In a new series of features, WorldDAB members review the latest transmission technologies and trends. The second article comes from IZT and looks at virtualization and DAB.
In the first, Paneda looked at Cloud DAB and this can be found here.
Operating DAB multiplexer systems in IT data centres
Arne Borsum, IZT GmbH
Broadcast infrastructures have become more and more IT-centric. Broadcasters and platform operators benefit from harmonised infrastructure and connectivity – including flexibility regarding physical locations. With virtualization, the functionality is handled not by dedicated devices but by software applications being operated as a virtual machine (VM) on standard server hardware.
In the broadcast industry, technical processes of production and distribution are increasingly being operated on standard IT servers. At the same time, software applications have taken over the role from dedicated hardware devices for processes such as encoding and multiplexing, making it straight-forward to implement broadcast head-ends based on standard IT server hardware.
New technology makes it possible to incorporate all essential elements of a DAB head-end in one system, including multi-stream real-time audio encoding, handling of data applications and multiplexing. So it’s not a big step to virtualize this.
According to VMware, “Virtualization is the process of creating a software-based (or virtual) representation of something rather than a physical one.” Based on computer architectures, virtual machines provide the functionality of a physical computer.
Virtualization can make IT systems more efficient, flexible and scalable, simplifying the management of IT data centres by building a software-defined infrastructure. It also makes it possible to operate and combine applications on generic IT hardware platforms.
Non-virtualized DAB head-ends
Traditional DAB head-ends were designed using several dedicated devices for different purposes. In contrast, now we can incorporate audio encoding, data service handling and multiplexing in one entity – including configuration and monitoring capabilities. The software system is installed on a standard IT server, saving rack-space and energy costs as well as facilitating the replacement of defective or obsolescent hardware. The use of standard hardware and integrated audio encoding bring the benefits of lower hardware costs, cost-efficient maintenance and a significantly lower risk of failure.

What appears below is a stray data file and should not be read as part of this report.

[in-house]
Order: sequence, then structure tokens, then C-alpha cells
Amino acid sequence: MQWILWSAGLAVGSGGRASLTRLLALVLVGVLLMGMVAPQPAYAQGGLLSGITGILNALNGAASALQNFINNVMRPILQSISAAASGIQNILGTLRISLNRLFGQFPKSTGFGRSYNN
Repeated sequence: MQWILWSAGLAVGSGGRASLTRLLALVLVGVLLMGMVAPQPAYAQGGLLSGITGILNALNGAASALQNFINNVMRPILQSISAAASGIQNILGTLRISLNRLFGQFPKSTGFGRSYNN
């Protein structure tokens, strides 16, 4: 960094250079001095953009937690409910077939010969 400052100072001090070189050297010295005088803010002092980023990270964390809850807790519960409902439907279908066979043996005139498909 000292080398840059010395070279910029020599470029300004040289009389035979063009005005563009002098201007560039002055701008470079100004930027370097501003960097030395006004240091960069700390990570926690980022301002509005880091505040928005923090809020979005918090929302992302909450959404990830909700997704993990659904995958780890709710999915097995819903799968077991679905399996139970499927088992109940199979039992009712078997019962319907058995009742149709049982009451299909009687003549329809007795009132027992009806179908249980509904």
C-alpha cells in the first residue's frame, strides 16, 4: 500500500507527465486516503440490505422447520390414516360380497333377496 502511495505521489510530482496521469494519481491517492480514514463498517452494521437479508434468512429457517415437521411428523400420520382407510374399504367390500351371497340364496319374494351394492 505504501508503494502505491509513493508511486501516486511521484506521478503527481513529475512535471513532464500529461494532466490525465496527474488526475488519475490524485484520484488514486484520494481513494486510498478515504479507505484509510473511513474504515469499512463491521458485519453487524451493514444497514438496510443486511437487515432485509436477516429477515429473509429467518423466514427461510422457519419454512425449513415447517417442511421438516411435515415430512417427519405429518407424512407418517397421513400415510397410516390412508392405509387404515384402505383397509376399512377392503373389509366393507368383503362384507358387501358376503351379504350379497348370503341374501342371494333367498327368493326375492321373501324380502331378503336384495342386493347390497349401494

There have been good reasons to operate each multiplexer instance on dedicated server hardware, including:
Virtualized DAB head-ends
Having all essential elements of a DAB head-end in one system, it is straightforward using virtual machines to operate several multiplexer instances in a virtualized environment. As a consequence, virtualization can provide further benefits:
This means virtualization can help optimise the infrastructure for DAB encoding and multiplexing. However, these processes require a permanent consumption of CPU, memory and network performance. Therefore, the gain in sharing capacities with other applications in order to facilitate peak demand is limited.
IZT recommends using VMware ESXi as hypervisor to set up a virtualized DAB head-end. The VMware hypervisor is a bare-metal hypervisor that virtualizes servers so that the user can consolidate its applications on less hardware.
Each DAB service or ensemble multiplexer requires a separate ContentServer instance. The ContentServer software system includes and integrates an operating system (Linux Ubuntu-based) which makes the installation straight-forward. Additional virtual machines can be installed, for example software to analyse the EDI output streams of the multiplexers.
VMware ESXi lets the operator configure physical and virtual network interfaces via a web interface. Each multiplexer system in the setup can be accessed via its primary IP address. In addition, it is reasonable to use additional interfaces and VLANs, e.g. for EDI streams, Audio over IP (AoIP) or for different service providers. The host system and VMs can be monitored using SNMP.
Running multiple VMs on a single hardware requires careful considerations regarding the performance and network traffic – especially with respect to timing.
It is important to regard the data rates of streams between virtual machines as well as streams over the physical network interfaces from and to the virtual machines’ host. In addition, it is useful to define separate VLANs and/or network interfaces, e.g. for different kinds of data streams or for different origins.
Broadcasters and network operators can benefit from building DAB head-ends based on virtualization – especially in case of complex setups, such as multi-regional DAB networks. However, virtualization requires careful system planning and monitoring. Accordingly, a system supplier should involve the operator’s technical experts and system architects for the integration of the system into the IT infrastructure.